posted by sfkiddo at 2:19 PM on May 16, 2015 [1 favorite]


Regarding the bedtime, if your health is of penultimate value to you, then what is the quality or activity you value most?

For the rest...I knew a kid who wore a tricorne hat during his freshman year at college. Regardless of what he did for the next four years, he was the tricorne hat kid.

Don't be the tricorne hat kid.

You are valuing a false sense of special snowflakeness over human interaction, then wondering why you don't have the human interaction you want.

The answer really is to simply stop being a boor.
posted by builderofscience at 2:21 PM on May 16, 2015 [31 favorites]


For those that have suggested therapy, I horrified my last therapist when I told her I enjoyed dumpster diving for edible food. My previous stories with therapists are no better.

Um, what? There's something really off-putting about this that I can't put my finger on. You're rejecting an entire route of help based on one comment / reaction of one person, on an irrelevant subject? I guarantee you that there are therapists who won't care if you dumpster dive. It seems like either you want to reject them or you managed to find an exceptionally horrible therapist.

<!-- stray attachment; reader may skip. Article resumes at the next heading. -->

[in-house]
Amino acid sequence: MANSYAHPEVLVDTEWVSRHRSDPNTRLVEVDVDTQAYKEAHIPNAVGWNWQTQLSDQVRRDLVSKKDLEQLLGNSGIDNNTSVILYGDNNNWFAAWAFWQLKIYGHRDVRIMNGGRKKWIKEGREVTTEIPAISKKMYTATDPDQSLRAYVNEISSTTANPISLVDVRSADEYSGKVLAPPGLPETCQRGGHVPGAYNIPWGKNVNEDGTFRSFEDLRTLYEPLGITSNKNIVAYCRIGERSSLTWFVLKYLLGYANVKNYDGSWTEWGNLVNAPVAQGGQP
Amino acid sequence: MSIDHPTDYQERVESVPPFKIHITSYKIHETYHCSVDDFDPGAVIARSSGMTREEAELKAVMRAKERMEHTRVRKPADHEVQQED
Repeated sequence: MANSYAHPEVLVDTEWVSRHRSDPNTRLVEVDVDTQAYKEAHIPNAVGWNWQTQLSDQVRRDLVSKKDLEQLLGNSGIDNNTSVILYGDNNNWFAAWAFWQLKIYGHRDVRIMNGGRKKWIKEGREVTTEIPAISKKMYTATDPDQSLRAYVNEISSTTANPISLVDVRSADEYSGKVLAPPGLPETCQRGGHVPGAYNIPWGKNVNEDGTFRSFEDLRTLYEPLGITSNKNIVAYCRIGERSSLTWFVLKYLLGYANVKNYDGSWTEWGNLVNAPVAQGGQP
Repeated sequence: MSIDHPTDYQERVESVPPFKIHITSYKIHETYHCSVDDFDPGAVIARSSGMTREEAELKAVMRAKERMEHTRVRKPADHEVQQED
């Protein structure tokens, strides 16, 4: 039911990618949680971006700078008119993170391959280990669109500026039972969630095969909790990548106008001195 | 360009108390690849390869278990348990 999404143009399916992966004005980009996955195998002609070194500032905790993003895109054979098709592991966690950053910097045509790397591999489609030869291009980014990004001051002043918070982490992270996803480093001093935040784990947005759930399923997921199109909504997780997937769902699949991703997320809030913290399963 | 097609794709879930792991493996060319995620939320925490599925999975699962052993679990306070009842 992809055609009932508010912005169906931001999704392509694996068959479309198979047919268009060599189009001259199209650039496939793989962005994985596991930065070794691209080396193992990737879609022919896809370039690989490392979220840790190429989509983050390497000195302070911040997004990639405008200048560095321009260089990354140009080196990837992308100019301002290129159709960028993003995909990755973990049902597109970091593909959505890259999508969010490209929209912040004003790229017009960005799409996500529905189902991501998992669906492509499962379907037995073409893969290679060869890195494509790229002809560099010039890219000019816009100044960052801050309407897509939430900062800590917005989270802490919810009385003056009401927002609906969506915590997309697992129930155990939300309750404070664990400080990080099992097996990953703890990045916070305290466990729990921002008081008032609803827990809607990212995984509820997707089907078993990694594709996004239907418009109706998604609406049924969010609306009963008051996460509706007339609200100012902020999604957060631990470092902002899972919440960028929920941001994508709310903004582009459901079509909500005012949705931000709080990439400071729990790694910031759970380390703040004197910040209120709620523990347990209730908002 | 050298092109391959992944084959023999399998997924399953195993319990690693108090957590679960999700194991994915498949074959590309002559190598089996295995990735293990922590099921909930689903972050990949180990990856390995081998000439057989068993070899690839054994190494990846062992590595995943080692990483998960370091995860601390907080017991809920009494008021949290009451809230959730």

posted by salvia at 2:31 PM on May 16, 2015 [10 favorites]


Everything about your question and follow up comment reads to me that you have an underlying problem with women (not "girls," as you call them).

You really seem to look at women with a mixture of contempt, expectation they will fail you, intolerance that they don't respond the way you want, or a combination of both. It's not them, it's you.

As an aside, I'm involved up to my eyeballs in my local fet community and people who self-describe similar to you ("I'm 'naturally' dominant, alpha male, blah, blah.") are the people the community tends to avoid the most. It's not us, it's you.

As others have said, do some soul searching to honestly determine how you come across to others, go back to therapy, and get over yourself a bit.
posted by _Mona_ at 2:43 PM on May 16, 2015 [4 favorites]


[One comment deleted. Folks, whatever this question brings up for you, please keep answers constructive and oriented toward helping the OP. Thanks.]
posted by LobsterMitten (staff) at 2:59 PM on May 16, 2015 [1 favorite]


You are way overthinking this issue, other people, and yourself. Put up a profile on okcupid. Just don't be braggy on your profile.